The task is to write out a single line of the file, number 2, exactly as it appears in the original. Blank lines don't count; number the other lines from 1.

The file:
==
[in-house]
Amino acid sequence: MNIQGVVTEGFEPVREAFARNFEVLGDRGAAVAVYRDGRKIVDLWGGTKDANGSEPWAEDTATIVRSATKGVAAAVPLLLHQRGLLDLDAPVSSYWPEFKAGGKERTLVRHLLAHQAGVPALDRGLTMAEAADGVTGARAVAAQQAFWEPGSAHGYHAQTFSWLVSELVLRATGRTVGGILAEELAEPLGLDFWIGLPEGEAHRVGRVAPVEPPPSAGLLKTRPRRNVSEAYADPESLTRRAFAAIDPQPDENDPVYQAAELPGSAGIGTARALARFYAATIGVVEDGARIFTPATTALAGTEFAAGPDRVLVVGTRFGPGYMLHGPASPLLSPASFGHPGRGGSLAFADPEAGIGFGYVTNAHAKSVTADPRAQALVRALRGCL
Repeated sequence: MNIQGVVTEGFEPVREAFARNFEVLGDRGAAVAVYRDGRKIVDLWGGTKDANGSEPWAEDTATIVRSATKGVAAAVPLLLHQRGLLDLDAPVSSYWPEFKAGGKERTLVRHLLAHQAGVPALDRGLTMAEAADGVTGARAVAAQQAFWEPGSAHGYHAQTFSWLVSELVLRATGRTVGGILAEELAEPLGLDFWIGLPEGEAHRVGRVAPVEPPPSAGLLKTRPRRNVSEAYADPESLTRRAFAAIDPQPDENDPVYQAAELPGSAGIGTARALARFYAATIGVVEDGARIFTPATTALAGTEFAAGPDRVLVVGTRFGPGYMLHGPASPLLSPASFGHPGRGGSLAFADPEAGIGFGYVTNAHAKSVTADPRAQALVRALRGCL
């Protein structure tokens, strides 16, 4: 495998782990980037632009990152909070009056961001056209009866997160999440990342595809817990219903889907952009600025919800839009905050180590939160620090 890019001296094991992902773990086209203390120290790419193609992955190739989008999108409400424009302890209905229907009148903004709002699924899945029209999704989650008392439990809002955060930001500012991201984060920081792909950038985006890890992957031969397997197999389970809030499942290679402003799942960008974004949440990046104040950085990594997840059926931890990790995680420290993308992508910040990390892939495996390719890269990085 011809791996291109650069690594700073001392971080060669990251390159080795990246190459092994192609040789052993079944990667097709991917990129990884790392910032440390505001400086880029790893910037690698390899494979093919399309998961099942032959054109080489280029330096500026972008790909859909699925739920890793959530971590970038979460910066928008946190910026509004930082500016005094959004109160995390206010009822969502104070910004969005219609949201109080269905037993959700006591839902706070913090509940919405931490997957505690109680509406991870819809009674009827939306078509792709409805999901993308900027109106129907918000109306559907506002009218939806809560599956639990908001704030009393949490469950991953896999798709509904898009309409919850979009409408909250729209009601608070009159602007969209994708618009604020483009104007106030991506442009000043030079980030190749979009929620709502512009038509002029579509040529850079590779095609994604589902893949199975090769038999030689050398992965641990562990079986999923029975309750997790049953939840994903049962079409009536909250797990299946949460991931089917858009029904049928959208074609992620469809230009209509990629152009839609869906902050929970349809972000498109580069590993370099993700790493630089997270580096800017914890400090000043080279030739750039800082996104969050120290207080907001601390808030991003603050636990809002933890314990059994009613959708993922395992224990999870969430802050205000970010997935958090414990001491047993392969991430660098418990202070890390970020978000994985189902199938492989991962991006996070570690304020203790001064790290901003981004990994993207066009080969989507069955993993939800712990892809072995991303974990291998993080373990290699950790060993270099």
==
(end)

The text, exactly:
Amino acid sequence: MNIQGVVTEGFEPVREAFARNFEVLGDRGAAVAVYRDGRKIVDLWGGTKDANGSEPWAEDTATIVRSATKGVAAAVPLLLHQRGLLDLDAPVSSYWPEFKAGGKERTLVRHLLAHQAGVPALDRGLTMAEAADGVTGARAVAAQQAFWEPGSAHGYHAQTFSWLVSELVLRATGRTVGGILAEELAEPLGLDFWIGLPEGEAHRVGRVAPVEPPPSAGLLKTRPRRNVSEAYADPESLTRRAFAAIDPQPDENDPVYQAAELPGSAGIGTARALARFYAATIGVVEDGARIFTPATTALAGTEFAAGPDRVLVVGTRFGPGYMLHGPASPLLSPASFGHPGRGGSLAFADPEAGIGFGYVTNAHAKSVTADPRAQALVRALRGCL